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Thursday, October 11, 2001
 Philips cuts jobs, CD-RW production in Belgium plant
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Message Text: Philips Electronics NV plans to lay off a total of 441 employees from its production facilities in Hasselt, Belgium and scale back its production of CD-RW (compact disc-rewritable) drives, a company spokesman confirmed Thursday. "There are about 276 contracts for Philips blue- and white-collar workers that will be terminated and 165 temporary contract workers that will also be let go," said Philips spokesman Michels Guillen.

According to Guillen, the layoffs are part of the 4,000 layoffs company-wide that were announced in April due to steep decreases in sales. The Philips plant in Hasselt produces CD-RW drives and set-top boxes, but the plant will cut back on its production of CD-RW drives to focus on such upcoming technologies as its DVD+RW (digital versatile disc-rewritable) drives. "With CD-RW drives there is a more general problem of decreasing demand on the world market. There are too many CD-RW drives on the market and as a result, there will be a turnover of several brands," Guillen said."We already producing DVD+RW drives (in the Hasselt plant) which have far more potential," Guillen said.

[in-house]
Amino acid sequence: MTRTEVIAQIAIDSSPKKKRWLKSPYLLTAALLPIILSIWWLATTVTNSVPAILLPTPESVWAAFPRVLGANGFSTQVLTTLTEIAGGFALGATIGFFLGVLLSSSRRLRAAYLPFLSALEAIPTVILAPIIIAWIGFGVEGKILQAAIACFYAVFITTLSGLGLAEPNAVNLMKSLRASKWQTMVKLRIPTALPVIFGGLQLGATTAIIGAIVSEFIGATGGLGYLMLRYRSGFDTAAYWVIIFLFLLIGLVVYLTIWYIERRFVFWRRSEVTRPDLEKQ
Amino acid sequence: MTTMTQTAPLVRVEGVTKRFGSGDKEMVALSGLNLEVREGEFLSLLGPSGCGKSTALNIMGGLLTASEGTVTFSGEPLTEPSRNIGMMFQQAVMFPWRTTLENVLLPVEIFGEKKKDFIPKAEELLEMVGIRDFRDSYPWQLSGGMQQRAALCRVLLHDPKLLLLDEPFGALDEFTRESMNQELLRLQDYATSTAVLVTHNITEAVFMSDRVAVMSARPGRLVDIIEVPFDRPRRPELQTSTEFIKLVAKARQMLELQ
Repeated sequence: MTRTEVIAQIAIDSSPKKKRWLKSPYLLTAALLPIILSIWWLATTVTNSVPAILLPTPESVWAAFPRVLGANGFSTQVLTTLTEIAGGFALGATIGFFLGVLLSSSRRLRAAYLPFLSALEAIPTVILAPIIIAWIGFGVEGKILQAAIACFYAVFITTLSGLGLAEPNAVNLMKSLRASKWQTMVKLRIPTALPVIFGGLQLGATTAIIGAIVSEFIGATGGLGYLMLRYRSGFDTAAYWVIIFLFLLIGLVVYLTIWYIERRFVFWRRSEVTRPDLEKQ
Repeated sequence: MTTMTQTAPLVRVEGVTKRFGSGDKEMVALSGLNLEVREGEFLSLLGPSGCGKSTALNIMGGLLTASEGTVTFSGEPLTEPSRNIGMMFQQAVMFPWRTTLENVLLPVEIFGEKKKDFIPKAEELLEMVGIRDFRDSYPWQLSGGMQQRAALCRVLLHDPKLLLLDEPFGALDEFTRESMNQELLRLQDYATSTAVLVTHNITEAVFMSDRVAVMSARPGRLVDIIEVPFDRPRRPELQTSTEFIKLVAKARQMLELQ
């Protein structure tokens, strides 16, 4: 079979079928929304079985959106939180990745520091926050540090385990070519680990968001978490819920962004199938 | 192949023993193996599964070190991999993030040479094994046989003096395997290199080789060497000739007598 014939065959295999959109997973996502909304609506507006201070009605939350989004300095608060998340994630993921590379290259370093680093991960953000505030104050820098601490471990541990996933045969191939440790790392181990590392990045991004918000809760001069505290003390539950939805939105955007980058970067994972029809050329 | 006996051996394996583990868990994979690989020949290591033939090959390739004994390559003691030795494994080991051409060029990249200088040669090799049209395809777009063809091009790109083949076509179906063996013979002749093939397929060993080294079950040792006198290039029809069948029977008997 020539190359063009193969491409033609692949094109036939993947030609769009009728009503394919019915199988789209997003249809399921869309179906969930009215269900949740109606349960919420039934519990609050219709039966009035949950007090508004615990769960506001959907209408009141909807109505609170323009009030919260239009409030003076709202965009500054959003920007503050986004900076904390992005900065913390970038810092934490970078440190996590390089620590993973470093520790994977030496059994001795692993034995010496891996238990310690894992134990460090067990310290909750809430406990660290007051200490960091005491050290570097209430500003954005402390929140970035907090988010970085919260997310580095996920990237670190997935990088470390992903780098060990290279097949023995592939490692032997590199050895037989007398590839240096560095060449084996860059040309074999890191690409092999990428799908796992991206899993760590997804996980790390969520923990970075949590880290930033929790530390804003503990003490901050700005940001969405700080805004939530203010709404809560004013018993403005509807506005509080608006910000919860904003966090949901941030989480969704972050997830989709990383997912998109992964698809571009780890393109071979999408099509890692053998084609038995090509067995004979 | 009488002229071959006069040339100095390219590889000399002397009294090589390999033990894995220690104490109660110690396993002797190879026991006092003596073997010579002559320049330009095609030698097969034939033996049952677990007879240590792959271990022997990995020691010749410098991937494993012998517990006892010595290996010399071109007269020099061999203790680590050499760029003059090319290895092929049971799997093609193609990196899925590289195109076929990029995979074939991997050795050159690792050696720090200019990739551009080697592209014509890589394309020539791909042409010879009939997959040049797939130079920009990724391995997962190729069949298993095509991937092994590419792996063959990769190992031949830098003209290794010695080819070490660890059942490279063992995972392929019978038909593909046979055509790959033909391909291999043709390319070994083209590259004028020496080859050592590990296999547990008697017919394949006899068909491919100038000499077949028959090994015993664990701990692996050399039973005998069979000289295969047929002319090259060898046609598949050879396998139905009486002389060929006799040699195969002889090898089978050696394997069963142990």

DVD+RW is a standard for recording data and video on DVDs (digital versatile discs) that is also being promoted by Sony Corp. and Ricoh Co. Ltd. The DVD+RW device allows for 12-speed recording of data and 2.5-speed DVD writing and is scheduled for launch later in the month with a price tag of about US$1,000. Philips now hopes to use its Hasselt, Belgium plant as a sort of trial and error development area, where new products and production methods are tested out and, once perfected and approved by the company, moved on to plants that can produce products more cheaply, Guillen said.

"We are going on with the policy that we develop new products and processes in Hasselt, experimenting with production and then shifting the production to other low-cost environments such as Hungary and China," Guillen said. For those types of shorter-term projects, Philips plans to hire 140 new employees on temporary contracts. "We are hiring the people from special agencies. The length of the contracts will depend on the products and processes that are in development," Guillen said. "Our focus for next year will be on set-top boxes for the Internet and on drives for optical storage. This is the challenge," Guillen said.
 
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